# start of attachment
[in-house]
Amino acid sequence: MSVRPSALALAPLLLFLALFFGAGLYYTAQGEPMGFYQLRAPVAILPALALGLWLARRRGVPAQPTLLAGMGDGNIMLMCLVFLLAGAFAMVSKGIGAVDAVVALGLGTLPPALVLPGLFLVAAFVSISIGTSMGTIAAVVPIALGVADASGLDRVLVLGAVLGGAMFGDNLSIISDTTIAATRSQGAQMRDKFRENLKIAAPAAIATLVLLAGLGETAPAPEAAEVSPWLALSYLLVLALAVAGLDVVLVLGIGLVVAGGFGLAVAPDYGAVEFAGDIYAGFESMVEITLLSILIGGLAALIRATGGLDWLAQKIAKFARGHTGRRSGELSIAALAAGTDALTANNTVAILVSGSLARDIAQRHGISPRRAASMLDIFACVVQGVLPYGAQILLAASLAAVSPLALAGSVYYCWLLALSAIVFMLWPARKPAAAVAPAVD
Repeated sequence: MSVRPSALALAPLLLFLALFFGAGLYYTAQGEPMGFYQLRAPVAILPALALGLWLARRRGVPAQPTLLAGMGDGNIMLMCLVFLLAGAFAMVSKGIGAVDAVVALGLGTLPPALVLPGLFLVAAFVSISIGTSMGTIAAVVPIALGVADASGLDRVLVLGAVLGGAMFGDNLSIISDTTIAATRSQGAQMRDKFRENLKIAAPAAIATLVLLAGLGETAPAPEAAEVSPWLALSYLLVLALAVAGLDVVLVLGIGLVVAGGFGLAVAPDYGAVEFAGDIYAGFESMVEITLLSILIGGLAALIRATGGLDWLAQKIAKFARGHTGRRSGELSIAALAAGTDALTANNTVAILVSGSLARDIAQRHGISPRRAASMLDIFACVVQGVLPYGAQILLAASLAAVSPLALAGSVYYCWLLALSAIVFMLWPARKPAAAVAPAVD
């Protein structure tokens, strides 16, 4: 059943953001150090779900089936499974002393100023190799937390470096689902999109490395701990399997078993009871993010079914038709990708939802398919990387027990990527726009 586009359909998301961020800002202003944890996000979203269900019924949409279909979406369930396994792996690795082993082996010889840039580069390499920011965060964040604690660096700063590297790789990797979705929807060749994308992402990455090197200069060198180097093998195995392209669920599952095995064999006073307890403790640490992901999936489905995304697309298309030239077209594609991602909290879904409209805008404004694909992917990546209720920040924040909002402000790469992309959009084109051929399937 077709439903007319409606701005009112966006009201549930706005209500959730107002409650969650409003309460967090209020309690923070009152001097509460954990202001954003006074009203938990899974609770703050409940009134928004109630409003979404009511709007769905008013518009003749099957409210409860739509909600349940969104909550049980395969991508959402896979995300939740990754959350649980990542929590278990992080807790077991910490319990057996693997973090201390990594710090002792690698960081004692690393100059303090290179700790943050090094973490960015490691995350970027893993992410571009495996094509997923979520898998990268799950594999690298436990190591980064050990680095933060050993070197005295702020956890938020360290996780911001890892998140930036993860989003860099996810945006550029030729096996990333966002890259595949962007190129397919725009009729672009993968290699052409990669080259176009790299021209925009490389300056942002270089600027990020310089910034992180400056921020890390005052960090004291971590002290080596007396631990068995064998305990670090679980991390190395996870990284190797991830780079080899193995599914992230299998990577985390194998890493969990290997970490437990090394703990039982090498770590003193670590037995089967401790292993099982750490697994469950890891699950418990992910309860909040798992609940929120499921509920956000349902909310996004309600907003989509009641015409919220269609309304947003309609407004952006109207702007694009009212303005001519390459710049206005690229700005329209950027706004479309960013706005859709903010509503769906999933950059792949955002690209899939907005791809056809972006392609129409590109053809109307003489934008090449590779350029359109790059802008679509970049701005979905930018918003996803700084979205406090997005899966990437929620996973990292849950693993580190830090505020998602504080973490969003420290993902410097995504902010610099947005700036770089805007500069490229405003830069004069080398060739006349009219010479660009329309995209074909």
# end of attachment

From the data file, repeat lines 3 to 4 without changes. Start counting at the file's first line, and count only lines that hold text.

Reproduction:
Repeated sequence: MSVRPSALALAPLLLFLALFFGAGLYYTAQGEPMGFYQLRAPVAILPALALGLWLARRRGVPAQPTLLAGMGDGNIMLMCLVFLLAGAFAMVSKGIGAVDAVVALGLGTLPPALVLPGLFLVAAFVSISIGTSMGTIAAVVPIALGVADASGLDRVLVLGAVLGGAMFGDNLSIISDTTIAATRSQGAQMRDKFRENLKIAAPAAIATLVLLAGLGETAPAPEAAEVSPWLALSYLLVLALAVAGLDVVLVLGIGLVVAGGFGLAVAPDYGAVEFAGDIYAGFESMVEITLLSILIGGLAALIRATGGLDWLAQKIAKFARGHTGRRSGELSIAALAAGTDALTANNTVAILVSGSLARDIAQRHGISPRRAASMLDIFACVVQGVLPYGAQILLAASLAAVSPLALAGSVYYCWLLALSAIVFMLWPARKPAAAVAPAVD
């Protein structure tokens, strides 16, 4: 059943953001150090779900089936499974002393100023190799937390470096689902999109490395701990399997078993009871993010079914038709990708939802398919990387027990990527726009 586009359909998301961020800002202003944890996000979203269900019924949409279909979406369930396994792996690795082993082996010889840039580069390499920011965060964040604690660096700063590297790789990797979705929807060749994308992402990455090197200069060198180097093998195995392209669920599952095995064999006073307890403790640490992901999936489905995304697309298309030239077209594609991602909290879904409209805008404004694909992917990546209720920040924040909002402000790469992309959009084109051929399937 077709439903007319409606701005009112966006009201549930706005209500959730107002409650969650409003309460967090209020309690923070009152001097509460954990202001954003006074009203938990899974609770703050409940009134928004109630409003979404009511709007769905008013518009003749099957409210409860739509909600349940969104909550049980395969991508959402896979995300939740990754959350649980990542929590278990992080807790077991910490319990057996693997973090201390990594710090002792690698960081004692690393100059303090290179700790943050090094973490960015490691995350970027893993992410571009495996094509997923979520898998990268799950594999690298436990190591980064050990680095933060050993070197005295702020956890938020360290996780911001890892998140930036993860989003860099996810945006550029030729096996990333966002890259595949962007190129397919725009009729672009993968290699052409990669080259176009790299021209925009490389300056942002270089600027990020310089910034992180400056921020890390005052960090004291971590002290080596007396631990068995064998305990670090679980991390190395996870990284190797991830780079080899193995599914992230299998990577985390194998890493969990290997970490437990090394703990039982090498770590003193670590037995089967401790292993099982750490697994469950890891699950418990992910309860909040798992609940929120499921509920956000349902909310996004309600907003989509009641015409919220269609309304947003309609407004952006109207702007694009009212303005001519390459710049206005690229700005329209950027706004479309960013706005859709903010509503769906999933950059792949955002690209899939907005791809056809972006392609129409590109053809109307003489934008090449590779350029359109790059802008679509970049701005979905930018918003996803700084979205406090997005899966990437929620996973990292849950693993580190830090505020998602504080973490969003420290993902410097995504902010610099947005700036770089805007500069490229405003830069004069080398060739006349009219010479660009329309995209074909």